I'm sort of reading the Desperate Duchesses series at random based on library availability (they seem to only be loosely related anyway). This one has an unusual premise--the woman involved was married at age 12, by proxy, to a man she's never met (he's been abroad in Africa and India), and now she's 23 and he's finally returned, and she's longing to be a real wife and have some kids--only he insists on having an elaborate wedding first and won't consummate their already existing legal marriage. So she's determined to seduce him, and he's picked up some vague Eastern spirituality that makes him unwilling (self-control over baser instincts and whatnot), plus he claims to want a demure little wife with himself in charge. He's super attracted to her, though, and with a charming and meddlesome butler on the scene, their marriage is bound to be real before long. (The butler is named "Honeydew," so of course I just kept picturing the Muppet.) There's also a whole subplot about a super smart friend of hers and her husband and another man and a chess match that will apparently be addressed in another book in the series, though I don't know why, as it has a lot of real estate here--because there isn't much plot in the main story, presumably. Most of the plot involves the husband being sexist and the wife getting stuff done in between arguments. It's tiresome after a while. This one was not my favorite, even if it does end nicely. B.

Tuesday, May 05, 2015

2015 book 115

Barbara Trapido's Brother of the More Famous Jack
Normally, I find the trope of middle-class-person-gets-involved-with-and-enraptured-by-a-family-of-eccentric-upper-class-people to be an annoying one, but it's totally charming in Trapido's 1982 debut (recently reissued with an introduction by Maria Semple, and $1.99 for the Kindle today). Or maybe it just feels fresh because it's a young middle-class girl falling in with said eccentric family (the family of her college professor, or whatever the British equivalent is) and falling in love with their son. Plus, she's not some namby-pampy kind of character--she may be naive, but she's smart and fashionable (she knits cool stuff!). It's definitely funny and occasionally heartbreaking, and I loved every minute I spent reading it. A.

I discovered when I went to post this review on Goodreads that I read it back in 2009, which I had absolutely no memory of!

Monday, May 04, 2015

2015 book 114

Jen Brooks' In A World Just Right
I love books about alternate worlds, and Brooks has a really interesting spin on the concept here. After surviving a tragic accident as a child, Jonathan discovers he has the ability to create alternate worlds, and now that he's a teenager, he spends most of his time in a world where his dream girl, Kylie, is his girlfriend (but everything else is more or less the same). But one day he gets the worlds confused and approaches Kylie in the real world, and suddenly she is paying a lot of attention to him. And then things start to get even weirder. It's great. I definitely wished less of the story focused on the romance when there was a whole big mystery thing I wanted answered, but it makes sense in context. I mean, things are a little bit predictable, but the end packed a wallop for sure (minus the very very end but whatever, it's YA). B+.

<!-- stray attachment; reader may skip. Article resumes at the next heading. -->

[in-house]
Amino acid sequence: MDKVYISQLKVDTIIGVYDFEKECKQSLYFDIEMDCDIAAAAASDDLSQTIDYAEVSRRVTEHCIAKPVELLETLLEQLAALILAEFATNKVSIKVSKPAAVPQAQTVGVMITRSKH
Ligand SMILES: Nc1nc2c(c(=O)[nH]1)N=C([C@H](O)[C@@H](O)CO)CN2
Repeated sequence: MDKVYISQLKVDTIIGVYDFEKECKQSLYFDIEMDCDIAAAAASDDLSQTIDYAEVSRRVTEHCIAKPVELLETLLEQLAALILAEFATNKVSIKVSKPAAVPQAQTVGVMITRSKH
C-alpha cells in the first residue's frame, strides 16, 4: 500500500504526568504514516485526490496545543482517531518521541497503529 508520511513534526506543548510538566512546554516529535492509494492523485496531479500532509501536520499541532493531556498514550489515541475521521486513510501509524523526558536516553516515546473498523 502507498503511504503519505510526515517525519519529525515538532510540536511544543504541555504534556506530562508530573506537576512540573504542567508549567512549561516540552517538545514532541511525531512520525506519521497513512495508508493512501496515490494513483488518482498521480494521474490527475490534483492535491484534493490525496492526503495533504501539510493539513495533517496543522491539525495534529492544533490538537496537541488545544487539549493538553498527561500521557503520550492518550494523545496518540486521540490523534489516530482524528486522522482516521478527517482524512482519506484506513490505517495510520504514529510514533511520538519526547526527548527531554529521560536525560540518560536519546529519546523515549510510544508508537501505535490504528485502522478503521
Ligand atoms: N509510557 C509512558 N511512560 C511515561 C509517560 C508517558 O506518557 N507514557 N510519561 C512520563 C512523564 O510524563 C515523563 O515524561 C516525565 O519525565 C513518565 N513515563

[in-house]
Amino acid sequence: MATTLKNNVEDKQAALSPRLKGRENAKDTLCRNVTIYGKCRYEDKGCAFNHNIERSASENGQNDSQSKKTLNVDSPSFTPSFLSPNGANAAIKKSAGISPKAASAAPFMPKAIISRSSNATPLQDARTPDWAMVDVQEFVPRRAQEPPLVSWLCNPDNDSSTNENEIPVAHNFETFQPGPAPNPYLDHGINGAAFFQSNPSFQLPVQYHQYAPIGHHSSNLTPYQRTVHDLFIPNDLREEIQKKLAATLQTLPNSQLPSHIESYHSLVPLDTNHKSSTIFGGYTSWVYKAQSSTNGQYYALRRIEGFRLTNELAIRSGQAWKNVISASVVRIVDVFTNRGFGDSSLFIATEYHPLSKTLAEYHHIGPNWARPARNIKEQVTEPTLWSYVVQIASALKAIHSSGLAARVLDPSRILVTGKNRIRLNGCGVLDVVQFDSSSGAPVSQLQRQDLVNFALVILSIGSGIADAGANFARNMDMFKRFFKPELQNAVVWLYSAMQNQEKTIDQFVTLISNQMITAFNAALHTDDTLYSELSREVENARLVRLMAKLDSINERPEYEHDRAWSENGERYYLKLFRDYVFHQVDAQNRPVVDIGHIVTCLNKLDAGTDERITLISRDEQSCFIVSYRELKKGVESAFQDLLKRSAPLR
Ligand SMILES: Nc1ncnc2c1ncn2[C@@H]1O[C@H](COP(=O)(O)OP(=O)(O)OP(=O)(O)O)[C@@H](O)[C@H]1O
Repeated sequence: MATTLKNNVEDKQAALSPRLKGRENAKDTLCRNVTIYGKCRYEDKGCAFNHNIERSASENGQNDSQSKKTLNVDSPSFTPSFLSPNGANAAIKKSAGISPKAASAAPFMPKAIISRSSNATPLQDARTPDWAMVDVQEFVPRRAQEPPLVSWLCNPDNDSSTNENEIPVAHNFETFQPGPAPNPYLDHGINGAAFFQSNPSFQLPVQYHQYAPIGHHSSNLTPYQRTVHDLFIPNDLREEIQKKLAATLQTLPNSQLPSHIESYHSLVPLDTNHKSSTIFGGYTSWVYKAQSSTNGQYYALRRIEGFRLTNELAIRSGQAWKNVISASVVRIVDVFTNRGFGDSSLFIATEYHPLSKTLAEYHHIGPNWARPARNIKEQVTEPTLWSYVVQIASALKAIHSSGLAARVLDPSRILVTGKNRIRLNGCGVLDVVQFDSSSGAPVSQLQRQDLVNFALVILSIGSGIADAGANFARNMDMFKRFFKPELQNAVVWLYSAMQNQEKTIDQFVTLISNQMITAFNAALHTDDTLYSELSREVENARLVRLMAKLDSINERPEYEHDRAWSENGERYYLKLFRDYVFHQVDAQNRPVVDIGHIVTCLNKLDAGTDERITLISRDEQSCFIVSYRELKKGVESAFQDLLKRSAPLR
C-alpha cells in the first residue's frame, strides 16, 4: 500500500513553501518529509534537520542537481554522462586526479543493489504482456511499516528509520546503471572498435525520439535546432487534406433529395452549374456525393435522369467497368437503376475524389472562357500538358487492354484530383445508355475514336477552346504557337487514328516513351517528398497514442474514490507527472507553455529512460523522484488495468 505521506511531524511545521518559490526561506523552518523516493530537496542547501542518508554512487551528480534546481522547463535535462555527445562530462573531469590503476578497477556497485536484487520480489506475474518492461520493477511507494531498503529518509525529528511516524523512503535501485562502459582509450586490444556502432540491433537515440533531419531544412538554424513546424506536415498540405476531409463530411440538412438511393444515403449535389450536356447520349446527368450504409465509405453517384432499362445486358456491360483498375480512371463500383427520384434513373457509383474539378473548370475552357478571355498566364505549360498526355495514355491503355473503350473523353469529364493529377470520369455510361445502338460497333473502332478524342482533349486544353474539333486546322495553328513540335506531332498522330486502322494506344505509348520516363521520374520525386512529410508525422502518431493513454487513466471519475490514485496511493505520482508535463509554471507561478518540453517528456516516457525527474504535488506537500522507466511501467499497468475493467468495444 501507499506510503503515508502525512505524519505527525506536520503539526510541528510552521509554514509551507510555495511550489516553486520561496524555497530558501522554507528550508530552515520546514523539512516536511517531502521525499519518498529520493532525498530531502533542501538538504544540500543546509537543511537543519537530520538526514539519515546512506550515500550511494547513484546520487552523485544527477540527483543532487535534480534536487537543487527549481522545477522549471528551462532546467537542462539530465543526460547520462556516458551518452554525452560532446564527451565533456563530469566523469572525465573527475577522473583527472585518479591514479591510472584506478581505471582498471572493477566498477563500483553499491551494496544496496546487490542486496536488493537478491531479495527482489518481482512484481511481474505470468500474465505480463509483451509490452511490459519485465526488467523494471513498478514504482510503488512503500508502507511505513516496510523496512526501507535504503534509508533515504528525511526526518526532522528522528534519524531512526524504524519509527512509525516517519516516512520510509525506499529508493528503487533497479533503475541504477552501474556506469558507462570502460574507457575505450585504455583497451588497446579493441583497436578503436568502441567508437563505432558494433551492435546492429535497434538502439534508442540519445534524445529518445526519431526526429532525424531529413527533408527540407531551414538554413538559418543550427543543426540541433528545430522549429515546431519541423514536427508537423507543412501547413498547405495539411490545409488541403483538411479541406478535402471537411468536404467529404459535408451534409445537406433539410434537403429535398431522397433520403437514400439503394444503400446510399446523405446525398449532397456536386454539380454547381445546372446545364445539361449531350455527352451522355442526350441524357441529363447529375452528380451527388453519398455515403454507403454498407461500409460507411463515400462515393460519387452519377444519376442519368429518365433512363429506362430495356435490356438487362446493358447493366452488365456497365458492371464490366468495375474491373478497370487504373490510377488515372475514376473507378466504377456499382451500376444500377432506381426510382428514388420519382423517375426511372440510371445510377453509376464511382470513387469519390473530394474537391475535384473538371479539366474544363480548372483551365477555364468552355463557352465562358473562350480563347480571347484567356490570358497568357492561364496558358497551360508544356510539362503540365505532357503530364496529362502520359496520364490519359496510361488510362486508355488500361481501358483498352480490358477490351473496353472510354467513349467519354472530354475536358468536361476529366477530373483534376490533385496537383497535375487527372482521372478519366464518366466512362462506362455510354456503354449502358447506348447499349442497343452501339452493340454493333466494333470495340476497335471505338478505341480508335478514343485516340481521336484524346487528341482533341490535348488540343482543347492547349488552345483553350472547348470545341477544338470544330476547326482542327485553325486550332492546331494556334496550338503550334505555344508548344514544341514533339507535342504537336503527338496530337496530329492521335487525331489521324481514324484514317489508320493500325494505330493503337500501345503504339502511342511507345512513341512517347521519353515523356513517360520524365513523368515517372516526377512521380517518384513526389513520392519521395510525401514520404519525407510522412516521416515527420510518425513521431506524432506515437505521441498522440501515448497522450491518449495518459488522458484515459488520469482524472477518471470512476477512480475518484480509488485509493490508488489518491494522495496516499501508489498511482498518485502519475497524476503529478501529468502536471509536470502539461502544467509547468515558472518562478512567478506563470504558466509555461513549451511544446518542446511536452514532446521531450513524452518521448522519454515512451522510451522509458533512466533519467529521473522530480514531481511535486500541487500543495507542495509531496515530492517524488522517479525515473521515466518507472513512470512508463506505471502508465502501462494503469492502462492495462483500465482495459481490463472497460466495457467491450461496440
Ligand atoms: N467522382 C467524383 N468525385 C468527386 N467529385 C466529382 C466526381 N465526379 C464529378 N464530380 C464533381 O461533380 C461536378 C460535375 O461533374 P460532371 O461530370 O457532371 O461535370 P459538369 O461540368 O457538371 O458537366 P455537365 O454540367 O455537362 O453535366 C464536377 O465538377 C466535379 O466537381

Sunday, May 03, 2015

2015 book 113

Erika Swyler's The Book of Speculation
This book has two parallel stories going on, one of which is much stronger/more interesting than the other (at least to me). In the current time, Simon, a librarian at a failing library, who lives in a house that's about to crumble into the ocean, received a MYSTERIOUS book from a MYSTERIOUS bookseller (this guy is much more of a literary device than a character) that seems to be related to Simon's family history. See, he comes from a family of circus people--his female antecedents have all been mermaid acts--and each one has drowned on July 24th. Now his sister is coming home for the first time in years, and he's worried she'll be next. The other half of the story involves a traveling circus in the late 1700s (they're the story in the book he's received) and they are totally fascinating. Magic/magical realism is hinted at in Simon's story, but is much more overt in the other half. The problem is that Simon is a total sad-sack and doesn't deserve the good things that happen to him. The other problem is that I think this is supposed to be like a literary mystery, but Swyler doesn't do much to build any tension, and most of it is pretty predictable. I actually wish this had just been a book about a traveling circus in the late 1700s! Those characters were so much more compelling and way less overwrought. B.

A review copy was provided by the publisher. This book will be released in June.

Friday, May 01, 2015

2015 book 112

Melina Marchetta's The Piper's Son
The follow-up to Saving Francesca is another beloved favorite of mine, focusing on a secondary character from the first book dealing with several levels of family tragedy and heartbreak. One of the things I like about these books is friends saving each other, and themselves. Just such great, great characters and such a realistic world.

2015 book 111

Melina Marchetta's Saving Francesca
After trying, and failing, to plow my way through a book I didn't find enjoyable, I needed a palate cleanser for my brain and had to reread a book I love. And I love this one every time--the story of a girl, part of the first class of girls at what was previously an all-boy school, trying to figure out who she is and almost unwillingly making friends, but most of all, dealing with her mother's depression and her family starting to fall apart. Marchetta gets me every time with this one.